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PHNOM PENH, Cambodia – Almost two dozen Cambodian factory workers and rights activists went on trial Friday in connection with labor protests earlier this year that rocked Prime Minister Hun Sen's government.
Several hundred police blocked the street in front of the court where the 23 defendants face charges of instigating violence and damage to property. About 300 supporters gathered nearby to call for the charges to be dropped.
Authorities broke up the January protests demanding a higher minimum wage for garment factory workers, leaving at least four people dead. Textile exports are Cambodia's main foreign exchange earner.
Ny Chariya, senior investigator for the local human rights group Adhoc, said the judges and prosecutors on Friday seemed to have little interest in hearing the defense's case.
Rights activists have long questioned the fairness of Cambodia's judicial system, which they say is tainted by politics and allows impunity for the rich and well-connected.
Because of the large number of defendants, it was decided at Friday's hearing to handle the case in three separate trials. Proceedings are to resume next week.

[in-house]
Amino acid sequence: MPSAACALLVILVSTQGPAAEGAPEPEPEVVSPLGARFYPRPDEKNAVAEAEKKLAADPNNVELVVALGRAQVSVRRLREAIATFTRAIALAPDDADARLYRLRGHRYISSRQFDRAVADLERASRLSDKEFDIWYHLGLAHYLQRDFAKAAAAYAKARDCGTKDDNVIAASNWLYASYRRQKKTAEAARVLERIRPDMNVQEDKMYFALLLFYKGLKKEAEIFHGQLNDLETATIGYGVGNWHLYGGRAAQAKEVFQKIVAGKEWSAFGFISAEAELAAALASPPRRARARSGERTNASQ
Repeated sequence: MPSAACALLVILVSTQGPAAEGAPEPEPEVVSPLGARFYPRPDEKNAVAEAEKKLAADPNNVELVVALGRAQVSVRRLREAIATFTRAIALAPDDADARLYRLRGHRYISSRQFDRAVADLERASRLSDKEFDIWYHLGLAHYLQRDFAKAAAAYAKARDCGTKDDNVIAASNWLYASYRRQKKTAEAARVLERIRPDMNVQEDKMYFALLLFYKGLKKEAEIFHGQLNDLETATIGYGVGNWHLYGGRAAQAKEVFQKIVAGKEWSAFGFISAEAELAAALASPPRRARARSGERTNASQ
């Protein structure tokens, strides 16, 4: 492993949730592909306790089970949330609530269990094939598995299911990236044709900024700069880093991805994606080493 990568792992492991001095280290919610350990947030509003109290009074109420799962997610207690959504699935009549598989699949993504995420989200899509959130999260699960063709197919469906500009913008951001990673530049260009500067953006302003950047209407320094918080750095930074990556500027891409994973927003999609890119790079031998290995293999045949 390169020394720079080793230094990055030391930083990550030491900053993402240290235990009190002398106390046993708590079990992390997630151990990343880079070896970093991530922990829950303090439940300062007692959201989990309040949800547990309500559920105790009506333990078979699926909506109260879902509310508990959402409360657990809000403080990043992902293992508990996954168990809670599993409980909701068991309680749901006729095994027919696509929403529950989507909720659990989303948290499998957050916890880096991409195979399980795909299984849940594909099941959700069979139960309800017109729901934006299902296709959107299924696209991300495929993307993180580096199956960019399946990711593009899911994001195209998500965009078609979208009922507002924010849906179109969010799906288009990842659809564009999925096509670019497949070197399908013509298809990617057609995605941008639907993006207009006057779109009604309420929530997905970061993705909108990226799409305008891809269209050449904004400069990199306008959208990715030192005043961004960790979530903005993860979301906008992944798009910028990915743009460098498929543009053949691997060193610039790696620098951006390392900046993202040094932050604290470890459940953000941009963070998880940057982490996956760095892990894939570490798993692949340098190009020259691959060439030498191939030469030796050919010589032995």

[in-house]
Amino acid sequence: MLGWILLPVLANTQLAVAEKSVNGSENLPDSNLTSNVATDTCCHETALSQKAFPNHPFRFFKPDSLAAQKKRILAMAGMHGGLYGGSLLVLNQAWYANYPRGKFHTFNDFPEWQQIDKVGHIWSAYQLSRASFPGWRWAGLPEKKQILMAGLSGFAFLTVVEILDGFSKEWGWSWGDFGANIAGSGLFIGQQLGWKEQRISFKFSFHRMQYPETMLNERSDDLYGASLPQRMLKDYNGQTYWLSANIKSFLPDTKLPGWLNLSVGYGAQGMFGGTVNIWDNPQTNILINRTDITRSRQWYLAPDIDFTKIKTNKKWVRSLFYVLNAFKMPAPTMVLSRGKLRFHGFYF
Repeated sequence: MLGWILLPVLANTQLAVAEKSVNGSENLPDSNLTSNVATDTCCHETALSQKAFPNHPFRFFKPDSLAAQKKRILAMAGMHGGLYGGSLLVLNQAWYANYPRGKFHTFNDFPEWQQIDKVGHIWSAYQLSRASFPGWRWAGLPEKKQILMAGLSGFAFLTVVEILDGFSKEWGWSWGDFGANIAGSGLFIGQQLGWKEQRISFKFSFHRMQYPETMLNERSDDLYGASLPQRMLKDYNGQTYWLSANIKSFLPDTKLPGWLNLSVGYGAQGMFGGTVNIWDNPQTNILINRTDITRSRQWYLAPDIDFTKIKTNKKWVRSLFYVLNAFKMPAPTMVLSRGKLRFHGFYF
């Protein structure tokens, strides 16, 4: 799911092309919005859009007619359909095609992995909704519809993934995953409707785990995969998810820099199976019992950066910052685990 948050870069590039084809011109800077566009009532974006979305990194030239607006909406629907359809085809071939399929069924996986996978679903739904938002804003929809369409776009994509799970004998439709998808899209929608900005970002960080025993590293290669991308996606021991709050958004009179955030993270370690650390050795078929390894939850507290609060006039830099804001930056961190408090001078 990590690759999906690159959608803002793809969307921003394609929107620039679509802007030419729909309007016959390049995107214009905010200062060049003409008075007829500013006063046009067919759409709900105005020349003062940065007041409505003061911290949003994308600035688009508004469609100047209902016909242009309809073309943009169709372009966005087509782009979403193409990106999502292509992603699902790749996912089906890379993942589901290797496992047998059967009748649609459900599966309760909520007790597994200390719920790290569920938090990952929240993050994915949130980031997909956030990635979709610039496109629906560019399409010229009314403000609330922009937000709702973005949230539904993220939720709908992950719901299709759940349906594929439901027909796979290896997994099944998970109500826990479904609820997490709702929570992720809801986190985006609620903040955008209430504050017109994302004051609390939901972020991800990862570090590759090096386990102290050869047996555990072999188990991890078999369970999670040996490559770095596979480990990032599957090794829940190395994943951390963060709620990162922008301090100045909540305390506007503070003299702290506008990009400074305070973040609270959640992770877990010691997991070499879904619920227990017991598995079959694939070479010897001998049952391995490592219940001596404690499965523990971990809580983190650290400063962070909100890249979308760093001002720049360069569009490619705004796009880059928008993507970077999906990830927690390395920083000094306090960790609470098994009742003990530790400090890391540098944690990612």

The January protests nettled the government, already facing pressure from the opposition Cambodia National Rescue Party, which refused to take its seats in Parliament and accused the ruling Cambodian People's Party of rigging last July's general election.
The opposition is calling for early elections and reform of the electoral process. Both sides said earlier this month they might be near a deal that would end the deadlock.
The minimum wage had been increased, but not as much as workers had demanded, and a widespread but short-lived strike accompanied the protests. Labor unions have close links to the opposition, and Hun Sen warned them to keep out of politics.
Street demonstrations in the capital were also indefinitely banned after the protests, hindering the ability of the opposition to hold political rallies.